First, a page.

Share This Page

Father accuses former Highlands bus driver of assaulting his daughter

| Monday, Nov. 18, 2013, 5:24 p.m.

The father of a Highlands School District student filed a civil assault and battery lawsuit Monday in Allegheny County Court of Common Pleas against a former W.L. Roenigk bus driver accused of hitting his daughter.

John Dasta, 55, of Penn Hills claims the driver, Kenneth Painter, struck his daughter in the head on Nov. 16, 2011.

Dasta is seeking monetary damages for his daughter's injuries. He could not be reached for comment.

A jury found Painter not guilty of criminal wrongdoing in November 2012.

“We've been through this once before,” said Painter, 76, of Ford City, who retired last year after driving buses for 18 years. “Every attorney that looked at the charges said this should have been thrown out at the magistrate's office.”

School district spokeswoman Misty Chybrzynski did not return a call.

TribLIVE commenting policy

You are solely responsible for your comments and by using TribLive.com you agree to our Terms of Service.

We moderate comments. Our goal is to provide substantive commentary for a general readership. By screening submissions, we provide a space where readers can share intelligent and informed commentary that enhances the quality of our news and information.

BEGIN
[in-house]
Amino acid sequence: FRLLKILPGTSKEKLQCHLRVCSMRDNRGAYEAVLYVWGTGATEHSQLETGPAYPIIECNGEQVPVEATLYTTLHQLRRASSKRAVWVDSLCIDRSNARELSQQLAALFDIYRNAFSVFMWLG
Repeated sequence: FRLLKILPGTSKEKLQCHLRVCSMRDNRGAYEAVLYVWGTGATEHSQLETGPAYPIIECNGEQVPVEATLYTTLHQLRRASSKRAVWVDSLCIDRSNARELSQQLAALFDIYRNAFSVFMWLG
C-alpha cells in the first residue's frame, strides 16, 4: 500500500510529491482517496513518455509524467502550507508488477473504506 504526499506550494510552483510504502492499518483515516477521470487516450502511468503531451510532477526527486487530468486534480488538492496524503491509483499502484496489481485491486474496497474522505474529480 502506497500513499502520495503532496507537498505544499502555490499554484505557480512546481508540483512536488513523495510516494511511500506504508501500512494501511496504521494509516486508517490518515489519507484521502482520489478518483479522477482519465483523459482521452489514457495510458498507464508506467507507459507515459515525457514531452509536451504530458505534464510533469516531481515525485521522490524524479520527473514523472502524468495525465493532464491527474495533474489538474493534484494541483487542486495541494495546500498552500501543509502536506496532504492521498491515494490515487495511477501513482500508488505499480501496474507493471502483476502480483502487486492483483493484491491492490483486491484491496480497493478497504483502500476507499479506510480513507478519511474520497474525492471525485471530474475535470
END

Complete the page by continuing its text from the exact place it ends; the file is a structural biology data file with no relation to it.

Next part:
While most comments will be posted if they are on-topic and not abusive, moderating decisions are subjective. We will make them as carefully and consistently as we can. Because of the volume of reader comments, we cannot review individual moderation decisions with readers.

We value thoughtful comments representing a range of views that make their point quickly and politely. We make an effort to protect discussions from repeated comments either by the same reader or different readers

We follow the same standards for taste as the daily newspaper. A few things we won't tolerate: personal attacks, obscenity, vulgarity, profanity (including expletives and letters followed by dashes), commercial promotion, impersonations, incoherence, proselytizing and SHOUTING. Don't include URLs to Web sites.

We do not edit comments. They are either approved or deleted. We reserve the right to edit a comment that is quoted or excerpted in an article. In this case, we may fix spelling and punctuation.

We welcome strong opinions and criticism of our work, but we don't want comments to become bogged down with discussions of our policies and we will moderate accordingly.

We appreciate it when readers and people quoted in articles or blog posts point out errors of fact or emphasis and will investigate all assertions. But these suggestions should be sent via e-mail. To avoid distracting other readers, we won't publish comments that suggest a correction. Instead, corrections will be made in a blog post or in an article.